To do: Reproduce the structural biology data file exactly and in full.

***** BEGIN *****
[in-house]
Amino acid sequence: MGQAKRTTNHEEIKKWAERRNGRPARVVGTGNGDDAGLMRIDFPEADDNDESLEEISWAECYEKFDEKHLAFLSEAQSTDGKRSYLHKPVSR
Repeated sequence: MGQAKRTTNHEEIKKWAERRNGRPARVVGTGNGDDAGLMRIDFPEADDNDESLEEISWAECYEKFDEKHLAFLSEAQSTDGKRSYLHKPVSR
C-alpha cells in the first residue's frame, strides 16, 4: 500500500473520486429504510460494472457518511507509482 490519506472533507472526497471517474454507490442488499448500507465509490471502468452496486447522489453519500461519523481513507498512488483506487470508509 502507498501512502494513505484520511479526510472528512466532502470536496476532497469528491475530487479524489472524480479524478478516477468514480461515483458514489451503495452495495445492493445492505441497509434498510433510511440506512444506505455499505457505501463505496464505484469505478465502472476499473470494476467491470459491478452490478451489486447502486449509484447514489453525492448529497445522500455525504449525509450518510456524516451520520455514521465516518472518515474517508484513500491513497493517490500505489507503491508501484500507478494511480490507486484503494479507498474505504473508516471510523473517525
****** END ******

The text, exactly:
[in-house]
Amino acid sequence: MGQAKRTTNHEEIKKWAERRNGRPARVVGTGNGDDAGLMRIDFPEADDNDESLEEISWAECYEKFDEKHLAFLSEAQSTDGKRSYLHKPVSR
Repeated sequence: MGQAKRTTNHEEIKKWAERRNGRPARVVGTGNGDDAGLMRIDFPEADDNDESLEEISWAECYEKFDEKHLAFLSEAQSTDGKRSYLHKPVSR
C-alpha cells in the first residue's frame, strides 16, 4: 500500500473520486429504510460494472457518511507509482 490519506472533507472526497471517474454507490442488499448500507465509490471502468452496486447522489453519500461519523481513507498512488483506487470508509 502507498501512502494513505484520511479526510472528512466532502470536496476532497469528491475530487479524489472524480479524478478516477468514480461515483458514489451503495452495495445492493445492505441497509434498510433510511440506512444506505455499505457505501463505496464505484469505478465502472476499473470494476467491470459491478452490478451489486447502486449509484447514489453525492448529497445522500455525504449525509450518510456524516451520520455514521465516518472518515474517508484513500491513497493517490500505489507503491508501484500507478494511480490507486484503494479507498474505504473508516471510523473517525